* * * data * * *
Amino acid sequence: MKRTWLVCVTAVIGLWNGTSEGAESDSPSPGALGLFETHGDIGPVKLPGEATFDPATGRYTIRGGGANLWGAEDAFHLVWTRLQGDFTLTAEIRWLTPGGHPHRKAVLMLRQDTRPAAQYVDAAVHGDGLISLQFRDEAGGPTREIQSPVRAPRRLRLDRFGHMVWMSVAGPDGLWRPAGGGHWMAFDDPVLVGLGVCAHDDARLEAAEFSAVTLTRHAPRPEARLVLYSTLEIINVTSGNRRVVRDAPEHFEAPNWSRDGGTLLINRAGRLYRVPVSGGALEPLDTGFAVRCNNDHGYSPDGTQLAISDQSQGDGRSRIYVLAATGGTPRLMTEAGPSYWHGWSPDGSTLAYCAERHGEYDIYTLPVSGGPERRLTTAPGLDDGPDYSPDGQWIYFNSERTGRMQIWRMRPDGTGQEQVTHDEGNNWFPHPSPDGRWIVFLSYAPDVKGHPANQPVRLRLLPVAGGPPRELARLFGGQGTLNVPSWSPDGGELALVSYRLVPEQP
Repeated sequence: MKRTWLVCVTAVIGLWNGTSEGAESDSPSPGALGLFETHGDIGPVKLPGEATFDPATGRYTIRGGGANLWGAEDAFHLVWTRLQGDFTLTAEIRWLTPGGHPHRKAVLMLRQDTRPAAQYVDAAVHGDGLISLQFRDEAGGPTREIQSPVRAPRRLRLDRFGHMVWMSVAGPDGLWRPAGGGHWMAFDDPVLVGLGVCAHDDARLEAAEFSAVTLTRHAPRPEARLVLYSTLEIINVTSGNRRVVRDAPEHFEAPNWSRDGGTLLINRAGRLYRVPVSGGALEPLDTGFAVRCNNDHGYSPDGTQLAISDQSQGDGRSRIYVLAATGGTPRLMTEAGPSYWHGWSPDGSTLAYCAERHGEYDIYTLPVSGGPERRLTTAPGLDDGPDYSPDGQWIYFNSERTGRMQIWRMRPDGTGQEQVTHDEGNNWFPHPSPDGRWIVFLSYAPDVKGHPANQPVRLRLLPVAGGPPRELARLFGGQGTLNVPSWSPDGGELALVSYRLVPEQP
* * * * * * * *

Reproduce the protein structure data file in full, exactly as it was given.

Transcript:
Amino acid sequence: MKRTWLVCVTAVIGLWNGTSEGAESDSPSPGALGLFETHGDIGPVKLPGEATFDPATGRYTIRGGGANLWGAEDAFHLVWTRLQGDFTLTAEIRWLTPGGHPHRKAVLMLRQDTRPAAQYVDAAVHGDGLISLQFRDEAGGPTREIQSPVRAPRRLRLDRFGHMVWMSVAGPDGLWRPAGGGHWMAFDDPVLVGLGVCAHDDARLEAAEFSAVTLTRHAPRPEARLVLYSTLEIINVTSGNRRVVRDAPEHFEAPNWSRDGGTLLINRAGRLYRVPVSGGALEPLDTGFAVRCNNDHGYSPDGTQLAISDQSQGDGRSRIYVLAATGGTPRLMTEAGPSYWHGWSPDGSTLAYCAERHGEYDIYTLPVSGGPERRLTTAPGLDDGPDYSPDGQWIYFNSERTGRMQIWRMRPDGTGQEQVTHDEGNNWFPHPSPDGRWIVFLSYAPDVKGHPANQPVRLRLLPVAGGPPRELARLFGGQGTLNVPSWSPDGGELALVSYRLVPEQP
Repeated sequence: MKRTWLVCVTAVIGLWNGTSEGAESDSPSPGALGLFETHGDIGPVKLPGEATFDPATGRYTIRGGGANLWGAEDAFHLVWTRLQGDFTLTAEIRWLTPGGHPHRKAVLMLRQDTRPAAQYVDAAVHGDGLISLQFRDEAGGPTREIQSPVRAPRRLRLDRFGHMVWMSVAGPDGLWRPAGGGHWMAFDDPVLVGLGVCAHDDARLEAAEFSAVTLTRHAPRPEARLVLYSTLEIINVTSGNRRVVRDAPEHFEAPNWSRDGGTLLINRAGRLYRVPVSGGALEPLDTGFAVRCNNDHGYSPDGTQLAISDQSQGDGRSRIYVLAATGGTPRLMTEAGPSYWHGWSPDGSTLAYCAERHGEYDIYTLPVSGGPERRLTTAPGLDDGPDYSPDGQWIYFNSERTGRMQIWRMRPDGTGQEQVTHDEGNNWFPHPSPDGRWIVFLSYAPDVKGHPANQPVRLRLLPVAGGPPRELARLFGGQGTLNVPSWSPDGGELALVSYRLVPEQP